Fri, 17 Mar 2006

Public Software

I think that I'm not going to use the term "Free and Open Source Software" or its acronym "FOSS". I just don't like the term. It doesn't roll off my tongue. You most often see people in political positions use FOSS. FOSS is viewed as a compromise term. You see, Open Sourcers don't like Free Software, and Free Software-ers don't like Open Source.

"Open Source" doesn't say anything about freedom. Free Software isn't so much about software as it is about freedom. Thus, if you don't say "Free", you completely miss the whole point. No term which doesn't have "free" in it will satsify them.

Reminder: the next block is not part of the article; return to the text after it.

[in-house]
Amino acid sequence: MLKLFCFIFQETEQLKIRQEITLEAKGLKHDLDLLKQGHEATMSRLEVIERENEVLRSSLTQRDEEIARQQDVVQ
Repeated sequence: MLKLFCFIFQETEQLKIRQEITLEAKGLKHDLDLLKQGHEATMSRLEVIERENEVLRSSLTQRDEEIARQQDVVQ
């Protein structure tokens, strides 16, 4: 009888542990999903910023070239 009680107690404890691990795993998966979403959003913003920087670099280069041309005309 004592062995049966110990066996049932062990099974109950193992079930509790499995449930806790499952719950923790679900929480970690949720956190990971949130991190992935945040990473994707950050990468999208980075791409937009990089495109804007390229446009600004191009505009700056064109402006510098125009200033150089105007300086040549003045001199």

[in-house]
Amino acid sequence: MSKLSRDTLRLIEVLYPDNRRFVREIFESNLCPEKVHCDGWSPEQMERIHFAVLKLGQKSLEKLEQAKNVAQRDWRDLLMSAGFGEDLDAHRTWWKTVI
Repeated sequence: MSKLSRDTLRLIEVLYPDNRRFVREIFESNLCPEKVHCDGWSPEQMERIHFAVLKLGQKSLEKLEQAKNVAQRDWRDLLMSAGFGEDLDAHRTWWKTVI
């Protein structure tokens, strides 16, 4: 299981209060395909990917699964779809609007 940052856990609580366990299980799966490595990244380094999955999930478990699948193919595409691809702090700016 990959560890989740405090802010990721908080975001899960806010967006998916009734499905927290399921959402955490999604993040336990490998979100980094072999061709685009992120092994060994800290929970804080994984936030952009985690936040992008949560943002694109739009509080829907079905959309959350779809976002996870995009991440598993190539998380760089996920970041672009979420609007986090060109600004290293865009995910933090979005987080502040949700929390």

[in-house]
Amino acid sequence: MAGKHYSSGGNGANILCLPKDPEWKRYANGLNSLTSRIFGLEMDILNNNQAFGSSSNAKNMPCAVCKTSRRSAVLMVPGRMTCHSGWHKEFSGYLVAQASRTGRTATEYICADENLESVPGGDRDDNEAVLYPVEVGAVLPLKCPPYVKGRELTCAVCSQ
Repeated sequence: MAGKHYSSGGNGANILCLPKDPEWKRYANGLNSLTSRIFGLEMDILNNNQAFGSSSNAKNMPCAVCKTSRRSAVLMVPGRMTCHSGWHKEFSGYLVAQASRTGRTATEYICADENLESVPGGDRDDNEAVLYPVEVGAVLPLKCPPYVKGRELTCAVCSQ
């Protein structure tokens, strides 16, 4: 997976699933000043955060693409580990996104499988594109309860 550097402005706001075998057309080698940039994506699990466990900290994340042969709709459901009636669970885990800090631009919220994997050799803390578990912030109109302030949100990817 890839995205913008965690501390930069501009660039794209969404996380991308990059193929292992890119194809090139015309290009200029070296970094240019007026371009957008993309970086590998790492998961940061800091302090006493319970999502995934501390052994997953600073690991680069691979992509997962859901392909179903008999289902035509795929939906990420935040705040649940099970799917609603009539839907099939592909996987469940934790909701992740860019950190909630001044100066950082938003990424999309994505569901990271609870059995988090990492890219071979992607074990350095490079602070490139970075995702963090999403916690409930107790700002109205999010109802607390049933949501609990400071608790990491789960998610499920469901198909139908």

The problem with "Free Software" is that in English, Free Software has two or three meanings. Free as in freedom, which is the intended meaning. Free as in zero-cost, which is not undesirable although it's besides the point. Free as in crap, which is very much not desired, but "It's only worth what you paid for it" is a widely-held view.

I've had some people suggest "Libre Software", but that seems to bring its own confusion: what does a library have to do with software?

I think I like the term "Public Software", as in the Public Software Fund. Andrew Carnegie paid for the Carnegie Libraries, public libraries. Mark Shuttleworth has endowed The Ubuntu Foundation, a public Linux distribution. John Gilmore is paying for GNU Radio, public software. Given the increasing interest from public institutions, I think "public software" is a good term.

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